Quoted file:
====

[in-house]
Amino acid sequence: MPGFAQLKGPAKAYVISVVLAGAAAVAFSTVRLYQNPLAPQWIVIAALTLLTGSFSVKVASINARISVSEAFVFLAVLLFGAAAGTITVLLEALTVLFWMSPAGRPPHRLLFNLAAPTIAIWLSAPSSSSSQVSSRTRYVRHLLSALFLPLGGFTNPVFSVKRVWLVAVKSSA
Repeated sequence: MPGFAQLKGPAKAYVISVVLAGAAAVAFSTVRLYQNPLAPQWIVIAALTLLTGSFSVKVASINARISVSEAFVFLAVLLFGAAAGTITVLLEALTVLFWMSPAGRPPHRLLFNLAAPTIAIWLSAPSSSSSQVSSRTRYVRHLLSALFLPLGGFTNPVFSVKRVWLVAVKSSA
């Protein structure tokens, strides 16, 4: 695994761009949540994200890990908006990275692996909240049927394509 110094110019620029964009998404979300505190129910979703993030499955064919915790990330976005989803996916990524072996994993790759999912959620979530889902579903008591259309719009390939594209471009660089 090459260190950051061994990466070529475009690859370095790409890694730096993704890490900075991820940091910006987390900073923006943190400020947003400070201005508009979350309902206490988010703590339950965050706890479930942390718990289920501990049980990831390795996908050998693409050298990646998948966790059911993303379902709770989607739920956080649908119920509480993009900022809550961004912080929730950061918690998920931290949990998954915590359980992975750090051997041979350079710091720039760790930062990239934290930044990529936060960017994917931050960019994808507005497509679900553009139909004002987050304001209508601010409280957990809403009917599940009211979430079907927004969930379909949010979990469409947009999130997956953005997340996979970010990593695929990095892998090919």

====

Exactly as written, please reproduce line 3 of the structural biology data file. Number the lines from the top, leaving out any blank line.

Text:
Repeated sequence: MPGFAQLKGPAKAYVISVVLAGAAAVAFSTVRLYQNPLAPQWIVIAALTLLTGSFSVKVASINARISVSEAFVFLAVLLFGAAAGTITVLLEALTVLFWMSPAGRPPHRLLFNLAAPTIAIWLSAPSSSSSQVSSRTRYVRHLLSALFLPLGGFTNPVFSVKRVWLVAVKSSA